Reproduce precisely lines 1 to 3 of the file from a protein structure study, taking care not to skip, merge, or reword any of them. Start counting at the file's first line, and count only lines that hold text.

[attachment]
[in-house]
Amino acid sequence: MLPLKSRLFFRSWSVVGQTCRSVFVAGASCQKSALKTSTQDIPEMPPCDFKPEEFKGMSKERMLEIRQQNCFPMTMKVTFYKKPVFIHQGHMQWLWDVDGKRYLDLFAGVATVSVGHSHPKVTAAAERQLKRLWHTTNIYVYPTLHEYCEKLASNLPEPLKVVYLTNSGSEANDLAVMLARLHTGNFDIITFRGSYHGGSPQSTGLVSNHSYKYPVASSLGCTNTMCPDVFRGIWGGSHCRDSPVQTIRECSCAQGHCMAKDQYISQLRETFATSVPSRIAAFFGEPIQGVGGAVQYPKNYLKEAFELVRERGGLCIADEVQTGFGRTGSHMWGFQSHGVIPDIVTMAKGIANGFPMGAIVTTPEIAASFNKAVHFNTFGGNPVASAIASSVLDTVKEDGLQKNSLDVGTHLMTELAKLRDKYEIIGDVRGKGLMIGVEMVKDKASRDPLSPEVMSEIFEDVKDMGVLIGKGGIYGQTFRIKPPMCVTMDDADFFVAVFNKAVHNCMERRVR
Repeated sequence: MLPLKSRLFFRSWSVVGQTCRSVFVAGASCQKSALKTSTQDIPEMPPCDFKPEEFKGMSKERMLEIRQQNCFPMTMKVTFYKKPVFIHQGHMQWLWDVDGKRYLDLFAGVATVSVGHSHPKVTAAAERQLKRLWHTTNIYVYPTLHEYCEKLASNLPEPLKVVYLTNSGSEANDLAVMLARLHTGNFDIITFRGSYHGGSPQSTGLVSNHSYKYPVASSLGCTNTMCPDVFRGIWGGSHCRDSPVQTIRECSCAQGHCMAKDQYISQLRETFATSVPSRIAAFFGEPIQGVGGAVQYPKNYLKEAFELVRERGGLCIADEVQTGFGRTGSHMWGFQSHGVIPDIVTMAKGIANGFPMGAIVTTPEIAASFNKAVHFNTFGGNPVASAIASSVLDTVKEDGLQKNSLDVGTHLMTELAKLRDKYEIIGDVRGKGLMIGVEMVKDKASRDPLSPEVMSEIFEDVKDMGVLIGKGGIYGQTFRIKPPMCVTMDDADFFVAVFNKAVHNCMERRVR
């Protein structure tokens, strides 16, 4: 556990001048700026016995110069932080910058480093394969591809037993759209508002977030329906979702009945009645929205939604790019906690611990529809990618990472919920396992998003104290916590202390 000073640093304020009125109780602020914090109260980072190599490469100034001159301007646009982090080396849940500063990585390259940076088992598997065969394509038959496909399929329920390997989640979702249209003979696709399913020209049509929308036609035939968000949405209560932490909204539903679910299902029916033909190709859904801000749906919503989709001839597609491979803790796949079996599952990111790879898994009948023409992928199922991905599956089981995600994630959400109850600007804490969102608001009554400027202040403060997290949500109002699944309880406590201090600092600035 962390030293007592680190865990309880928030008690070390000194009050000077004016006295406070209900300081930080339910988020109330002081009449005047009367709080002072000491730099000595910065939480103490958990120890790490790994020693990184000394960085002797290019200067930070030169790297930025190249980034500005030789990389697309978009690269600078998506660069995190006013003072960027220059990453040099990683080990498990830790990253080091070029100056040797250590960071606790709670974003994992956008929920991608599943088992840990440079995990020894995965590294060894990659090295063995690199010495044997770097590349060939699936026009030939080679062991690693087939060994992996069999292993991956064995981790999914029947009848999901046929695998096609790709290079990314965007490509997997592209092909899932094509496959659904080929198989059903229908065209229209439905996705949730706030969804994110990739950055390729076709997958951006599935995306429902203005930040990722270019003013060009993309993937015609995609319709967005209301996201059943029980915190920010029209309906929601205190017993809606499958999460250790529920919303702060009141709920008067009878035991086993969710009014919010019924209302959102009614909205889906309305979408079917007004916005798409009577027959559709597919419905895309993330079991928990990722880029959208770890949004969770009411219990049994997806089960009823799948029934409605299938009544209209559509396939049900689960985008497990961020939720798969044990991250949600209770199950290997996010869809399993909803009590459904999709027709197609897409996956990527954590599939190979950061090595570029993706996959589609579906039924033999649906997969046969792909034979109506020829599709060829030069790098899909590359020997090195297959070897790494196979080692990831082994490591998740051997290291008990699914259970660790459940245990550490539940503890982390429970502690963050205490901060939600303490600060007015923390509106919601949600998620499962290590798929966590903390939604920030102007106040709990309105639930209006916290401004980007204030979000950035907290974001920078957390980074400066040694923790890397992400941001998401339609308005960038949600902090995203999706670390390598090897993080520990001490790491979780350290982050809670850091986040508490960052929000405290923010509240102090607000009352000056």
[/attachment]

[in-house]
Amino acid sequence: MLPLKSRLFFRSWSVVGQTCRSVFVAGASCQKSALKTSTQDIPEMPPCDFKPEEFKGMSKERMLEIRQQNCFPMTMKVTFYKKPVFIHQGHMQWLWDVDGKRYLDLFAGVATVSVGHSHPKVTAAAERQLKRLWHTTNIYVYPTLHEYCEKLASNLPEPLKVVYLTNSGSEANDLAVMLARLHTGNFDIITFRGSYHGGSPQSTGLVSNHSYKYPVASSLGCTNTMCPDVFRGIWGGSHCRDSPVQTIRECSCAQGHCMAKDQYISQLRETFATSVPSRIAAFFGEPIQGVGGAVQYPKNYLKEAFELVRERGGLCIADEVQTGFGRTGSHMWGFQSHGVIPDIVTMAKGIANGFPMGAIVTTPEIAASFNKAVHFNTFGGNPVASAIASSVLDTVKEDGLQKNSLDVGTHLMTELAKLRDKYEIIGDVRGKGLMIGVEMVKDKASRDPLSPEVMSEIFEDVKDMGVLIGKGGIYGQTFRIKPPMCVTMDDADFFVAVFNKAVHNCMERRVR
Repeated sequence: MLPLKSRLFFRSWSVVGQTCRSVFVAGASCQKSALKTSTQDIPEMPPCDFKPEEFKGMSKERMLEIRQQNCFPMTMKVTFYKKPVFIHQGHMQWLWDVDGKRYLDLFAGVATVSVGHSHPKVTAAAERQLKRLWHTTNIYVYPTLHEYCEKLASNLPEPLKVVYLTNSGSEANDLAVMLARLHTGNFDIITFRGSYHGGSPQSTGLVSNHSYKYPVASSLGCTNTMCPDVFRGIWGGSHCRDSPVQTIRECSCAQGHCMAKDQYISQLRETFATSVPSRIAAFFGEPIQGVGGAVQYPKNYLKEAFELVRERGGLCIADEVQTGFGRTGSHMWGFQSHGVIPDIVTMAKGIANGFPMGAIVTTPEIAASFNKAVHFNTFGGNPVASAIASSVLDTVKEDGLQKNSLDVGTHLMTELAKLRDKYEIIGDVRGKGLMIGVEMVKDKASRDPLSPEVMSEIFEDVKDMGVLIGKGGIYGQTFRIKPPMCVTMDDADFFVAVFNKAVHNCMERRVR